Statement by UN High Commissioner for Refugees on crisis in EU
The situation requires a massive common effort that is not possible with the current fragmented approach. Europe is facing its biggest refugee influx in decades. More than 300,000 people have risked their lives to cross the Mediterranean Sea so far this year. Over 2,600 didn’t survive the dangerous crossing, including three-year-old Aylan, whose photo has just stirred the hearts of the world public. After arriving on Europe’s shores and borders, they continue their journey – facing chaos and suffering indignity, exploitation and danger at borders and along the way. The selfless generosity of private citizens and civil society organizations reaching out to welcome and help the new arrivals is truly inspiring. And there has been exemplary political and moral leadership from a number of countries. But overall, Europe has failed to find an effective common response, and people have suffered as a result. To address this untenable situation, we all must keep in mind a number of fundamental points:
1. This is a primarily refugee crisis, not only a migration phenomenon. The vast majority of those arriving in Greece come from conflict zones like Syria, Iraq or Afghanistan and are simply running for their lives. All people on the move in these tragic circumstances deserve to see their human rights and dignity fully respected, independently of their legal status. But we cannot forget the particular responsibility all states have vis a vis refugees, in accordance with international law.
2. Europe cannot go on responding to this crisis with a piecemeal or incremental approach. No country can do it alone, and no country can refuse to do its part. It is no surprise that, when a system is unbalanced and dysfunctional, everything gets blocked when the pressure mounts. This is a defining moment for the European Union, and it now has no other choice but to mobilize full force around this crisis. The only way to solve this problem is for the Union and all member states to implement a common strategy, based on responsibility, solidarity and trust.
3. Concretely, this means taking urgent and courageous measures to stabilize the situation and then finding a way to truly share responsibility in the mid to longer term. The EU must be ready, with the consent and in support of the concerned governments – mainly Greece and Hungary, but also Italy – to put in place immediate and adequate emergency reception, assistance and registration capacity. The European Commission should mobilize the EU asylum, migration and civil protection agencies and mechanisms for this purpose, including the resources of member states and with the support of UNHCR, IOM and civil society. From our side, UNHCR is fully committed to step up its efforts. It is essential that refugee families that disembark in Europe after having lost everything are welcomed into a safe and caring environment.
4. People who are found to have a valid protection claim in this initial screening must then benefit from a mass relocation programme, with the mandatory participation of all EU member states. A very preliminary estimate would indicate a potential need to increase relocation opportunities to as many as 200,000 places. This can only work if it goes hand in hand with adequate reception capacities, especially in Greece. Solidarity cannot be the responsibility of only a few EU member states.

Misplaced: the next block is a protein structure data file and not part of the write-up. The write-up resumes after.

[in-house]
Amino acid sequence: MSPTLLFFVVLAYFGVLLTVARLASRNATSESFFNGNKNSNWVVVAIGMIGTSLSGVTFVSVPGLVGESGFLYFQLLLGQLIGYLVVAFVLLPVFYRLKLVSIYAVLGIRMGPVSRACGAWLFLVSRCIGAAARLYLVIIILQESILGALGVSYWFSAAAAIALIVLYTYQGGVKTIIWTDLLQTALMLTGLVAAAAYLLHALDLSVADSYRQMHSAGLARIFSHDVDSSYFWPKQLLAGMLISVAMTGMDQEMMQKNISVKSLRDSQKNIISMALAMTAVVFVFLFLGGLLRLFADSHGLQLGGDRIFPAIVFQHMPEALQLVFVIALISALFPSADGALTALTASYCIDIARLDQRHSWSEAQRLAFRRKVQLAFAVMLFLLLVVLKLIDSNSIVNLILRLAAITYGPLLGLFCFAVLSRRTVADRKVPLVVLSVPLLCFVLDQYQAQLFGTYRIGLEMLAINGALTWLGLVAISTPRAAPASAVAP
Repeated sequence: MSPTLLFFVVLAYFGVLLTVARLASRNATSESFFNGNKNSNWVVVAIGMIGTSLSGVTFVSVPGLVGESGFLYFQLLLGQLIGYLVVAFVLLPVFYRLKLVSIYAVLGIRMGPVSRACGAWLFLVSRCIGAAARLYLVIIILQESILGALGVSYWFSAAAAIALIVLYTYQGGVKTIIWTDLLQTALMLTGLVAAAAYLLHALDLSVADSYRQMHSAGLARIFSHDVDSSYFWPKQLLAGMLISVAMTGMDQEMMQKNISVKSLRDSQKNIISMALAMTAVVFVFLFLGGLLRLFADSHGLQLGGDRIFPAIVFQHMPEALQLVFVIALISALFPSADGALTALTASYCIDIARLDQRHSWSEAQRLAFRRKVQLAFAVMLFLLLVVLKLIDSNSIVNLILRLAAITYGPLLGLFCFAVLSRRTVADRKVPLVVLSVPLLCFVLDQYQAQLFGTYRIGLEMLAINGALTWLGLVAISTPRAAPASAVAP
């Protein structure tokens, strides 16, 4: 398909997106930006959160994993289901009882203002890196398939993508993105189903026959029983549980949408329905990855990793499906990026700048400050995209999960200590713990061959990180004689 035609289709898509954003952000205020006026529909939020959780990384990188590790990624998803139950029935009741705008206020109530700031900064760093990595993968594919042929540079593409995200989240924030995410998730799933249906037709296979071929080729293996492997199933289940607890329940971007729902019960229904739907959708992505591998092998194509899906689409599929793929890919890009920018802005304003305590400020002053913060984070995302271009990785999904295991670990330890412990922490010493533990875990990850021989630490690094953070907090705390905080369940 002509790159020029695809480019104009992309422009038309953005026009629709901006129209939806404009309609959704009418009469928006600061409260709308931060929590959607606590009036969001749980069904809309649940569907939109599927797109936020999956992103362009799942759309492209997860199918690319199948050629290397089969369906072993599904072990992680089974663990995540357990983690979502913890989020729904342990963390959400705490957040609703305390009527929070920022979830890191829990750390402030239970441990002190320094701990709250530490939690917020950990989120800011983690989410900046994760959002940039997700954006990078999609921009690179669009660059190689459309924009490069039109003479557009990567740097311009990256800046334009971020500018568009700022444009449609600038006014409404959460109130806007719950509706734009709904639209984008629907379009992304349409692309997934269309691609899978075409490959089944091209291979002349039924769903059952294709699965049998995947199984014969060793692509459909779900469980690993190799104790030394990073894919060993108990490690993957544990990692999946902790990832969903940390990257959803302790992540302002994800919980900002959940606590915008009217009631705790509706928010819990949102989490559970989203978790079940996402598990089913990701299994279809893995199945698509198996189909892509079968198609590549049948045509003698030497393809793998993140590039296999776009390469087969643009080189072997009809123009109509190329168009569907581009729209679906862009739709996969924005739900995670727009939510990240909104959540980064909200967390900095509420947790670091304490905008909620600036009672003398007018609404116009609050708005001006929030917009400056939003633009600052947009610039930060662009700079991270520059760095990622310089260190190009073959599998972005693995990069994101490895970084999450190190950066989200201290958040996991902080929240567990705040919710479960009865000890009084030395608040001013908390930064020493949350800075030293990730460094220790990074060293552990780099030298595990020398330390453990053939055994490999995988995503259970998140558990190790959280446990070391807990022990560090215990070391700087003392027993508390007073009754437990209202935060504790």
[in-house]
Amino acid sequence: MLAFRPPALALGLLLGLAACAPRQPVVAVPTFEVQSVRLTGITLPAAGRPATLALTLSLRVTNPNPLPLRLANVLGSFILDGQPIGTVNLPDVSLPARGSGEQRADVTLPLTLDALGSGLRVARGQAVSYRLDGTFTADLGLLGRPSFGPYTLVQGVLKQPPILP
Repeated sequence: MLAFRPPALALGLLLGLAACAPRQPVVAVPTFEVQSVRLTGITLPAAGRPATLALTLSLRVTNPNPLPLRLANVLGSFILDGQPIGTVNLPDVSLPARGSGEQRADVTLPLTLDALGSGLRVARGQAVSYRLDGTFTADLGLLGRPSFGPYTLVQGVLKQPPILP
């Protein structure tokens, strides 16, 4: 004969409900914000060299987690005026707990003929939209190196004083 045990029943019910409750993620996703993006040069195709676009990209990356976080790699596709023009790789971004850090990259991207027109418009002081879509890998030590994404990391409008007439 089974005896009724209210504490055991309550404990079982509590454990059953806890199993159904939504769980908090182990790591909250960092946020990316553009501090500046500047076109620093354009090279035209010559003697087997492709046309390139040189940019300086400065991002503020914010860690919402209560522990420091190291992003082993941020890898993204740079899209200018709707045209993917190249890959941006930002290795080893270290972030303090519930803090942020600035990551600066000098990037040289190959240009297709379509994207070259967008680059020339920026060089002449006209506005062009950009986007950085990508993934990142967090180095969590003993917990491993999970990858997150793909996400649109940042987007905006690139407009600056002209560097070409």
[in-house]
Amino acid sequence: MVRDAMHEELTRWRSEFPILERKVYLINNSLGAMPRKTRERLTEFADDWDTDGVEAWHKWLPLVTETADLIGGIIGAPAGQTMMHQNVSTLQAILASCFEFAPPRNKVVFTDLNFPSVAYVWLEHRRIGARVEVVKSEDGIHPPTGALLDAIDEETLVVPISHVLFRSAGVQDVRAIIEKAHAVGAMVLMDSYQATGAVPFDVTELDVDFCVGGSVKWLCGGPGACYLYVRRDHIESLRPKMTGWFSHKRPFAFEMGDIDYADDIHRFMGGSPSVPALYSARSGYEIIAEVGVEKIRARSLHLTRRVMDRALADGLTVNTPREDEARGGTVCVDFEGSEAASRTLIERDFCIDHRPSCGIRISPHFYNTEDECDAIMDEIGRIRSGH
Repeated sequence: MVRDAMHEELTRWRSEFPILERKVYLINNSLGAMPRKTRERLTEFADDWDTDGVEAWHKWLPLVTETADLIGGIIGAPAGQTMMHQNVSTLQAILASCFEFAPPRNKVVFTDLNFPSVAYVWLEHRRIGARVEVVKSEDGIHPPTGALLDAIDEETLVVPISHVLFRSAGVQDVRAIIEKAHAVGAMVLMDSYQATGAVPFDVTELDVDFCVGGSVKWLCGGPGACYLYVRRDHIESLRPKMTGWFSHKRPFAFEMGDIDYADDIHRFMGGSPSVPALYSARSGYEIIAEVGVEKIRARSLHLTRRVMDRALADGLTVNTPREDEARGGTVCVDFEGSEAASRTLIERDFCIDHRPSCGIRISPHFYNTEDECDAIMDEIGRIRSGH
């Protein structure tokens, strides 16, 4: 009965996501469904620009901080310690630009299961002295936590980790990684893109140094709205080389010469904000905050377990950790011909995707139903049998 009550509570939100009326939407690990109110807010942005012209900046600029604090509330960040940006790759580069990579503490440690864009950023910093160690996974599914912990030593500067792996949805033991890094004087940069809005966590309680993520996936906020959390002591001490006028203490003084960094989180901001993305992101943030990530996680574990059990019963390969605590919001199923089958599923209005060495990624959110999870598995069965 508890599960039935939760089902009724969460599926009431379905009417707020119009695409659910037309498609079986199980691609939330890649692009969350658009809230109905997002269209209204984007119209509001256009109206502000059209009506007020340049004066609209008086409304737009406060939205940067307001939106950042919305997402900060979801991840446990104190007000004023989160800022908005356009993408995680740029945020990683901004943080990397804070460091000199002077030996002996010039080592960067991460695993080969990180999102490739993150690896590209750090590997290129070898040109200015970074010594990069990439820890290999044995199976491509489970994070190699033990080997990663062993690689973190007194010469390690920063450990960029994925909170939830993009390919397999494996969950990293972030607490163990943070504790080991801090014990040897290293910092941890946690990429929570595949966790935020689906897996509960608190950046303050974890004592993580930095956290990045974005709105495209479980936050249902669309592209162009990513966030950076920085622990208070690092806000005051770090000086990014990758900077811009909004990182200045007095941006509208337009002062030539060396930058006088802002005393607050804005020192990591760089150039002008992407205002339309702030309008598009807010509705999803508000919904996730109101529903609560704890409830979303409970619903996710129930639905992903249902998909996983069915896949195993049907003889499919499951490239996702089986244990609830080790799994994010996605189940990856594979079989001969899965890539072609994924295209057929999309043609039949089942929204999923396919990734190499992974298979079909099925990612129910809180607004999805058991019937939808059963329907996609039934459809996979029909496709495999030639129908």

5. Those who are found not to be in need of international protection and who cannot benefit from legal migration opportunities should be helped to return quickly to their home countries, in full respect of their human rights.
6. The only ones who benefit from the lack of a common European response are the smugglers and traffickers who are making profit from people’s desperation to reach safety. More effective international cooperation is required to crack down on smugglers, including those operating inside the EU, but in ways that allow for the victims to be protected. But none of these efforts will be effective without opening up more opportunities for people to come legally to Europe and find safety upon arrival. Thousands of refugee parents are risking the lives of their children on unsafe smuggling boats primarily because they have no other choice. European countries – as well as governments in other regions – must make some fundamental changes to allow for larger resettlement and humanitarian admission quotas, expanded visa and sponsorship programmes, scholarships and other ways to enter Europe legally. Crucially, family reunification has to become a real, accessible option for many more people than is currently the case. If these mechanisms are expanded and made more efficient, we can reduce the number of those who are forced to risk their lives at sea for lack of alternative options.
Beyond the immediate response, it is clear that this situation will require us to reflect seriously about the future. This massive flow of people will not stop until the root causes of their plight are addressed. Much more must be done to prevent conflicts and stop the ongoing wars that are driving so many from their homes. The countries neighbouring war zones, which shelter 9 in 10 refugees worldwide, must be supported more strongly, along with the funding required. At the same time, it is also essential that development cooperation policies are reoriented with the objective of giving people the opportunity to have a future in their own countries.
Europe is facing a moment of truth. This is the time to reaffirm the values upon which it was built.